Dreaming of a Green Christmas

It was a far-from-merry Christmas last year for the producers of That's Christmas! The multimillion-dollar mu-sical at the Shubert Theatre was supposed to become an annual holiday treat, but Chicagoans turned a cold shoulder, forcing the production to quietly cancel performances and sneak out of town earlier than scheduled. Yet that costly debacle won't deter the granddaddy of all holiday shows--New York's Radio City Christmas Spectacular--from parading into town next December. A new version of the Radio City Music Hall show, featuring the world-famous Rockettes, will play 22 performances between December 11 and 27 at the Rosemont Theatre.

The holiday show is a huge moneymaker for New York-based Radio City Productions. Last year the show played in two additional locales outside New York City--Myrtle Beach, South Carolina, and Branson, Missouri--and overall grossed nearly $44 million in just under two months. Now Radio City bigwigs want to find out if it will fly in larger markets like Chicago and Detroit.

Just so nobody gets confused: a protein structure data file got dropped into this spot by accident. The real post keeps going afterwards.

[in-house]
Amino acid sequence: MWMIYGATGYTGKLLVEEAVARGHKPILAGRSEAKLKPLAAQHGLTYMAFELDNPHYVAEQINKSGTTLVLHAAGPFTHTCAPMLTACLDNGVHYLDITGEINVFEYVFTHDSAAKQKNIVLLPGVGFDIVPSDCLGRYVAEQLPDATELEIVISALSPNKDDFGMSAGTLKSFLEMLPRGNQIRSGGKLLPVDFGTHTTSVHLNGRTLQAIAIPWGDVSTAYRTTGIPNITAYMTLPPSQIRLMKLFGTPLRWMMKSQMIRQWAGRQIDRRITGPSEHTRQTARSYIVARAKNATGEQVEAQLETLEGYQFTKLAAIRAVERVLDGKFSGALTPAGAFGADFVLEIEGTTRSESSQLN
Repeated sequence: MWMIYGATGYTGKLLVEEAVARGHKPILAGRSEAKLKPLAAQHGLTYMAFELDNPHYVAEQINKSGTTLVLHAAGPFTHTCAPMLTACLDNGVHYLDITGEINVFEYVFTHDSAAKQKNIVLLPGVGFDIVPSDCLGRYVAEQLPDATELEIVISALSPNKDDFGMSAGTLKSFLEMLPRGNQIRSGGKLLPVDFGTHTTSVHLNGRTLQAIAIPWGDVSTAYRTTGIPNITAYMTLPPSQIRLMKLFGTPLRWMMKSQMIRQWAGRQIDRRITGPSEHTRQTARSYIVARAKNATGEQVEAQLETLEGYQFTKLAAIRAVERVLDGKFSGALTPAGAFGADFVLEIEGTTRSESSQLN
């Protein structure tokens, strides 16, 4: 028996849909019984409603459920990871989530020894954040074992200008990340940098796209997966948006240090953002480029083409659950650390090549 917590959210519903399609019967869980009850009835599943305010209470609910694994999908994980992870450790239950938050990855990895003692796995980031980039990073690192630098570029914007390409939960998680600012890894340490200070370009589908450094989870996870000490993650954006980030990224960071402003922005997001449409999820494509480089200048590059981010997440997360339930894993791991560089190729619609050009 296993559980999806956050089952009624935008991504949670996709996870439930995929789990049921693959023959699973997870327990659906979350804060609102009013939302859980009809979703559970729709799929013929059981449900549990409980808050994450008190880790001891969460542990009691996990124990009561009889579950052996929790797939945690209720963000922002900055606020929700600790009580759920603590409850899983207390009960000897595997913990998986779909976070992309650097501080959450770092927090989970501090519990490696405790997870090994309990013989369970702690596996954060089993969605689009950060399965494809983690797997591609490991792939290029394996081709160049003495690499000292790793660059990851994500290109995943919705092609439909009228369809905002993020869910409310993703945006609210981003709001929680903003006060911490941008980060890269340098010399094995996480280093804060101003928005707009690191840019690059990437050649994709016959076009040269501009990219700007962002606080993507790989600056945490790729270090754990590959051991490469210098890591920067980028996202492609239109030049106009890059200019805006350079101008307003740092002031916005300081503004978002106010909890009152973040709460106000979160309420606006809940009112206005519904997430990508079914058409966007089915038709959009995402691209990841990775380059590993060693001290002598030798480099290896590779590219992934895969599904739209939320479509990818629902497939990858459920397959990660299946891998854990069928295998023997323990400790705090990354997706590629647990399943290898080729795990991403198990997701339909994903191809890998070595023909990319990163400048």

One source says Radio City executives raced into town last year to see That's Christmas!, but nothing they saw at the Shubert made them change their plans. What's more, they appear to have learned something: The Radio City show will play fewer performances at lower prices. That's Christmas! charged $60 for its best seats, while the Radio City show will top out at $49.50. For now Radio City appears confident enough to make a long-term commitment--the company has reportedly inked a 20-year deal with the Rosemont.

Art accompanying story in printed newspaper (not available in this archive): Jordan Miller photo by Nathan Mandell.